“You need to relax.” Craig rushed to catch up with him and laid his hand on Troy’s shoulder, slowing him down. “We’ll get done in time.”
“You’re just glad we got your fields done yesterday.” Troy pushed his brother’s hand away and climbed into the driver’s side of his new Ford F-450. The keys were already in the ignition. This far out of town, anyone close enough to steal his truck was probably related to him and wouldn’t dare. He cranked the ignition and let the purr of the engine lull him out of his bad mood. The new car smell rushed from the air conditioner, reminding him what a good choice he’d made at the dealership. He reached up and ran his hand along the dashboard.
“You know, if you would just marry Becca you wouldn’t need to have an improper relationship with your new truck.” Craig raised his eyebrows and smirked suggestively.
“I don’t wanna marry Becca.” Troy ground his teeth together, and pouted.
“You know she’s the girl father chose for you…”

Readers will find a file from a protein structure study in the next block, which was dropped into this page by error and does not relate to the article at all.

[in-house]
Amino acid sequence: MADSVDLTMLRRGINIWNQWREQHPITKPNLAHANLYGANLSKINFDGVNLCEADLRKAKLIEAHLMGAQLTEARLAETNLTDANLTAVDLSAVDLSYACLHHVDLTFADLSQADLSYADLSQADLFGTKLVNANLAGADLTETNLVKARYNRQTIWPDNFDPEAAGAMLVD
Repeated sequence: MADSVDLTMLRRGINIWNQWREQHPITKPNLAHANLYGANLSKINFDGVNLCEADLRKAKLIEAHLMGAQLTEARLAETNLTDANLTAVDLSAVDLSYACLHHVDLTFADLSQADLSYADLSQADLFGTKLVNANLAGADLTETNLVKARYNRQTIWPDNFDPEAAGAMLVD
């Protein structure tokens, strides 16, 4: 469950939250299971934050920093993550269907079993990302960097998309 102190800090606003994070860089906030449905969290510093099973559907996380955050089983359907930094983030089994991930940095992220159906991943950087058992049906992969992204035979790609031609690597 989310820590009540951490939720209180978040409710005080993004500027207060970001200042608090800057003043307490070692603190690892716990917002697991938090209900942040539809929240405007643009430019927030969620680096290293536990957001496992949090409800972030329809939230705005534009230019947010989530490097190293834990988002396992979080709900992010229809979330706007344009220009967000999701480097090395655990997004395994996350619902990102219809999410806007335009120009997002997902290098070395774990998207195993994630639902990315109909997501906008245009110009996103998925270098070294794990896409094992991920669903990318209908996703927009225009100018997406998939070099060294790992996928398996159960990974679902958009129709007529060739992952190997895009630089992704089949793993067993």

“I don’t care,” Troy said. He put the truck in reverse and backed out of the drive. “Don’t I get a choice in the matter?”
“That’s not the way it works in the Mennonite church,” Craig reminded him. “It’s time you grow up and accept your responsibilities as a Brother in the faith.”
“I’m not ready to grow up yet.” A devious grin threatened the corners of Troy’s mouth. Troy put the truck in gear and peeled out of the drive, fishtailing the back end of the truck and spraying gravel over the edge of the field.
“Geesh! Let me at least get my seatbelt on!”
Troy knew his brother wasn’t really mad at him for driving like a daredevil. The smile plastered on Craig’s face as he held the grab-bar above the door told Troy everything he needed to know. He cranked the steering wheel back and forth one more time, leaving ruts in the field behind him.
“Dad’s going to kill you!” Craig hollered above the country music blaring from the stereo.